arts, movies, music, pop culture

reading comprehension

If something I write can be taken in two ways and one of them hurts you – that’s exactly the way I meant it.

My cousin wrote a blog today about social networking and being careful about what you write and remembering your audience at all times. It was also largely about our failures as human beings to adequately communicate all the nuances and subtexts of a conversation in an entirely digital format (i.e. email, texting, facebooking, chatasticking).

Part of the problem, I think, is that we don’t, as a society, really write any more. And conversely, we don’t really read any more. I’ll be honest, when I pick up a book that has no pictures, I think, meh. (Though I do like having piles of books laying about to make me look intellectual.)

So conversation (and lame ones at that) has taken the place of real discourse. There was a day when John and Abigail Adams wrote gorgeously written prose, long extensive treaties on life and love and pursuits of rabbits and such and to read them now I can’t help but wonder if they actually spoke like that or if they were sitting there with their laptops and a thesaurus. (what’s a good word for birdbrained? oh right, nescient)

Which brings me to typing v. handwriting. I think in the time it takes me to actually write out my thoughts, ala monk-scribe feather and ink bottle routine, I have completely forgotten what I wanted to say. but it sure looks pretty. And I think that would have saved a few hurting hearts and egos which I tore into when I blazingly tapped out a scathing review of their actions, lack of actions, hurtful glances, whatever whatever. I type really fast. (clocked at 95 last time I tested) Maybe I should be slower on the click-draw.

And that’s where I start thinking, well, sure, you have to be sensitive to others and think about how things are said and why and what you hope to get out of it. Motivation is everything. If you haven’t thought about WHY you do something then you probably shouldn’t do it until you come up with an answer that is good enough.

But at the same time, I think that people need to learn to read critically. Critical thinking is a catchphrase that loses a lot of meaning, much like “social justice” or “global warming” or “palin for president.” It has come to pretty much equate to question everything you read and defy “authority” whoever that may be at the moment.

But it’s more important than just that – it’s about trying for a moment to think of something from someone else’s side, and to reason if there is a legitimate “other side” – and the answer to that is ALWAYS yes. No matter how silly it may seem to you, there is always another side and sometimes several others. I won’t go so far as to say there is no right or wrong side, because there can be. (I mean you can take the word of a psychopath over a short cute smart asian blogger chick if you want to, but she probably has more character references.)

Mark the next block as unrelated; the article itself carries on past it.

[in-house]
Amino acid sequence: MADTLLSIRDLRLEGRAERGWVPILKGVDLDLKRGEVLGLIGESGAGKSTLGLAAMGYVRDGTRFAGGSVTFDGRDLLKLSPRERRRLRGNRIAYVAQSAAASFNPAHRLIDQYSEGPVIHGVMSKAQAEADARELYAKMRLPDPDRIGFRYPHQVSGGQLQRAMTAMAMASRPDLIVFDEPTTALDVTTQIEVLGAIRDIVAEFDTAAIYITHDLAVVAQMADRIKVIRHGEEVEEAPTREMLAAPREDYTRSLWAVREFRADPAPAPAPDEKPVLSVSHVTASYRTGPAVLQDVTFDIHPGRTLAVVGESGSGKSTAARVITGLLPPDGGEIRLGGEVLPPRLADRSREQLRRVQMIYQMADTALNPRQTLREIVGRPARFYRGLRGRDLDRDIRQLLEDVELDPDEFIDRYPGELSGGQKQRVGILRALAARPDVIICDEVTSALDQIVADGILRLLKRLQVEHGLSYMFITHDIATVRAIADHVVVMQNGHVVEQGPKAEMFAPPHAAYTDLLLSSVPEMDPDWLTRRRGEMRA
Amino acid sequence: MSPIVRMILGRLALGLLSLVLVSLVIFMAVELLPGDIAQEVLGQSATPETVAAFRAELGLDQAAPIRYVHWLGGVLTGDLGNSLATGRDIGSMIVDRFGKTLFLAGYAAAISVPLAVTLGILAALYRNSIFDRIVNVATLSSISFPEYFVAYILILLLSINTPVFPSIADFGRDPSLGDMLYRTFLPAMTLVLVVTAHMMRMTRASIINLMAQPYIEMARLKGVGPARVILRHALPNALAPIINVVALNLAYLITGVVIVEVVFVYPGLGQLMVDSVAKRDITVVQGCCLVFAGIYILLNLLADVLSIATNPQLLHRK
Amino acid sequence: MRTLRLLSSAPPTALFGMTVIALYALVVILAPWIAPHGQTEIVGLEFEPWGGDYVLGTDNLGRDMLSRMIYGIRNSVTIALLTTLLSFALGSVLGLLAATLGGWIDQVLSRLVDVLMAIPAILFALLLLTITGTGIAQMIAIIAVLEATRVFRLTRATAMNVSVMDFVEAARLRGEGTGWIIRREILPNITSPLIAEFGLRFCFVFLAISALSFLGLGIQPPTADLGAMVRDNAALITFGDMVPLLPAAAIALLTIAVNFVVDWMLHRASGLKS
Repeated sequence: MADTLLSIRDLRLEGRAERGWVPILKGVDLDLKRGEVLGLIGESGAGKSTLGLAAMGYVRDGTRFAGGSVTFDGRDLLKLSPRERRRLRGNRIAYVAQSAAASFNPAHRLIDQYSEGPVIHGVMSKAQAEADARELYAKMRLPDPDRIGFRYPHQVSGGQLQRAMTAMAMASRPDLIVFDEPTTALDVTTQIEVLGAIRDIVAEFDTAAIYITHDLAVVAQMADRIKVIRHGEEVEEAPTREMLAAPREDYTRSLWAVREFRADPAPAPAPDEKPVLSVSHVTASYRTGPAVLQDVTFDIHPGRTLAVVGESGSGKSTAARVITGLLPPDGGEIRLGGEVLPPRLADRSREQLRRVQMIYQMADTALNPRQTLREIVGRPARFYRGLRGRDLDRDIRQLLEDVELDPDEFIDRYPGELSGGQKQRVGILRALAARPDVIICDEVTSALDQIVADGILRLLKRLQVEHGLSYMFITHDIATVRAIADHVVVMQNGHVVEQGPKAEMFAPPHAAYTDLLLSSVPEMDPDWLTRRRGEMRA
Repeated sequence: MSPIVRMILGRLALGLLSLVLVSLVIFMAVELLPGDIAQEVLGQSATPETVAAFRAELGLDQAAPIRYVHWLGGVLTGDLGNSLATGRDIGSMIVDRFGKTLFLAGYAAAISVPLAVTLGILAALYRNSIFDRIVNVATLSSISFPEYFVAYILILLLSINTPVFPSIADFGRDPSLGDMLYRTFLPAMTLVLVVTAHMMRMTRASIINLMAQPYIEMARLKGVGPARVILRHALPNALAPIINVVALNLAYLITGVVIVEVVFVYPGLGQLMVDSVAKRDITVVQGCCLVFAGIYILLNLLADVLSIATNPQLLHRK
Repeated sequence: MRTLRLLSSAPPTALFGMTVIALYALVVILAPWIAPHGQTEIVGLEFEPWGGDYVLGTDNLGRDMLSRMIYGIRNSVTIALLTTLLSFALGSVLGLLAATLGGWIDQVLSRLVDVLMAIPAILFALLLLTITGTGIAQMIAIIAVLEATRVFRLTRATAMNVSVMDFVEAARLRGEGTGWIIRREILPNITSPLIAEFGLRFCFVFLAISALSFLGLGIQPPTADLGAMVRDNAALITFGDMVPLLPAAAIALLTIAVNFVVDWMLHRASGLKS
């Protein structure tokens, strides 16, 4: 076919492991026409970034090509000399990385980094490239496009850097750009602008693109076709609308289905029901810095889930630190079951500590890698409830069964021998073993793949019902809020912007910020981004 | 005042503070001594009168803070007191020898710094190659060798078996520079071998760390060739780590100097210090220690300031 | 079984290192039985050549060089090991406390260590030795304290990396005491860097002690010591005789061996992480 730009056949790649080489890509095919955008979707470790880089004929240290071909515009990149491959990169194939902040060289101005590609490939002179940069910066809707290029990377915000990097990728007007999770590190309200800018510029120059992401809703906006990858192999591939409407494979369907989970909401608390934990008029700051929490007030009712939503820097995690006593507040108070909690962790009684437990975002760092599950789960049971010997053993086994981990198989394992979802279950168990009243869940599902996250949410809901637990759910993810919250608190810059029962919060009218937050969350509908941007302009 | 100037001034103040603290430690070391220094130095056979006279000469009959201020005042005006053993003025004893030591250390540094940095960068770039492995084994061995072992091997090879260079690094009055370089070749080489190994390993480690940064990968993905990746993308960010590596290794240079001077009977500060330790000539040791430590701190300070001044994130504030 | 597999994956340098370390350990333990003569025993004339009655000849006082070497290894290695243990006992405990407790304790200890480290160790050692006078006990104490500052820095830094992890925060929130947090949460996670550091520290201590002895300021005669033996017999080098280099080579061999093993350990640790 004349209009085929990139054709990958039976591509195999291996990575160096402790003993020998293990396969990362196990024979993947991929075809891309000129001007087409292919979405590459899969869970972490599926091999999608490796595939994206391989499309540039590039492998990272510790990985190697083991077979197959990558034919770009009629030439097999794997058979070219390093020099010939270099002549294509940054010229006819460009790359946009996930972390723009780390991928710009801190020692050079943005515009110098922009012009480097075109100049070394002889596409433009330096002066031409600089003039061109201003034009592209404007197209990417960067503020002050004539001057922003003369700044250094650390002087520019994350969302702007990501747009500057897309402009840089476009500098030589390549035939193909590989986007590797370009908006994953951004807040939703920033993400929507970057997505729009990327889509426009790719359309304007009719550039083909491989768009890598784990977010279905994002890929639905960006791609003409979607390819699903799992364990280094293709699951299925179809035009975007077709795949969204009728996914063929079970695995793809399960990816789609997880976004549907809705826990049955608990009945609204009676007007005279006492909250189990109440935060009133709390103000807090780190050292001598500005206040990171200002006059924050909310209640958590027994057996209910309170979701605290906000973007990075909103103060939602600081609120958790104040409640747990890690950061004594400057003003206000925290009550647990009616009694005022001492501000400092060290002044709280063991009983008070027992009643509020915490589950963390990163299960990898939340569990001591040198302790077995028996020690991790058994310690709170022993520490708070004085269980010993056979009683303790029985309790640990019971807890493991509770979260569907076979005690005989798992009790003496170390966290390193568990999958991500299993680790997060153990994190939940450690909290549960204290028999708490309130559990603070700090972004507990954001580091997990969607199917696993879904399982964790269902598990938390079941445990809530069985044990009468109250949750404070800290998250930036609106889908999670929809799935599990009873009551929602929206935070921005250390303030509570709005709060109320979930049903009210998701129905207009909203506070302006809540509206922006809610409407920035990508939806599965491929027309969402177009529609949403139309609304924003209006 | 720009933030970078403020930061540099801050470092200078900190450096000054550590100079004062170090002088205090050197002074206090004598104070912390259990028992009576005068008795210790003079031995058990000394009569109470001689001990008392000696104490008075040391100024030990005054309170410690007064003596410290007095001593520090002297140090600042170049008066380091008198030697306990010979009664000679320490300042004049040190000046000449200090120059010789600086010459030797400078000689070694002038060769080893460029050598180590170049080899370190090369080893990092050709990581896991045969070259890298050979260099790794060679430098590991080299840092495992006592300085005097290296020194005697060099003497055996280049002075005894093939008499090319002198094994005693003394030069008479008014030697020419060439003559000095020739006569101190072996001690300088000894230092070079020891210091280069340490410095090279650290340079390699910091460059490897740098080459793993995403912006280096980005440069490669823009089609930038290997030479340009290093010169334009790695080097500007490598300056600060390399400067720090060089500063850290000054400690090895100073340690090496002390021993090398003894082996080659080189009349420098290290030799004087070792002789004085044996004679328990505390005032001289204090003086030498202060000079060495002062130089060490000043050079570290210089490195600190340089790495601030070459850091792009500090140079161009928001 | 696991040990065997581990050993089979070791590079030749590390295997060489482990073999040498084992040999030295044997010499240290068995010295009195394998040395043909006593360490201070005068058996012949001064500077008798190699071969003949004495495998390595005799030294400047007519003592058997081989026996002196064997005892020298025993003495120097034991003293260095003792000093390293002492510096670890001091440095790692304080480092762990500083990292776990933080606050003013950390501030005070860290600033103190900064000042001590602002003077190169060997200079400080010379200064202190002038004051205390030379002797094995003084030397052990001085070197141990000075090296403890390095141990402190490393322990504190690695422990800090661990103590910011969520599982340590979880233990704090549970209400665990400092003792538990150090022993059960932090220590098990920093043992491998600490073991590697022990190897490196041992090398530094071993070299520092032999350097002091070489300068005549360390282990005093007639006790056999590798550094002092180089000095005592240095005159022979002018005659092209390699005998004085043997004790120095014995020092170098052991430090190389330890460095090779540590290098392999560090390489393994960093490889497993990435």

But when it comes to interpersonal behaviors, no one comes to a situation as a blank slate. We come with preconceived notions, we come with biases, we come with hopes and fears, we come with pitchforks and torches. And when you feel that someone is attacking you, you launch into fight or flight mode and if you’re anything like me, you can get out of control if pressed.

My cousin mentioned writing out a response and then deleting it and sending the second response. Probably a good rule of thumb. I also wonder if next time someone challenges you, you take out a sheet of paper and a quill and some ink and you start writing out your response, if you will realize the absurdity of it all and let bygones be bygones. There is something quite beautiful about peace.

“Does this have to happen tonight? ‘cuz I got fight club.”
-Puck, from a Glee episode


2 thoughts on “reading comprehension

  1. Good advice. Thanks.

    I am reminded also of how easily words can slip out of our mouths. And, if each of us humans can make the mistake of saying hurtful things, I wonder why it is so hard sometimes to forgive the offense and move on. After all, aren’t we all sinful creatures at some point or another in our lives? I guess, sometimes, it is easier to have a cat fight and kick away the debris than to do the hard work of rebuilding and remediating.

    1. True enough, Marie. Thanks for posting.
      A friend recently told me a story about a Jewish rabbi who had a former student come back to him years after being his student. He apologized for every trouble he caused and he asked the rabbi to give him anything to do as a repentance. The rabbi gave him a basket of feathers and told him to go the highest hill in the area and throw all the feathers out into the air and let the wind blow them and scatter them. The former student did and came back to the rabbi. He said, “I did it, I threw them all out into the air and the wind scattered them in all directions. But rabbi, isn’t there anything else I can do? I feel I should do more to make up for all I did and said when I gave you so much trouble.” And the rabbi said, “Yes, go and collect all the feathers back into the basket.” Of course the student realized how futile that seemed and that what has been done is done and there is so little you can do about it now. Good story huh?!

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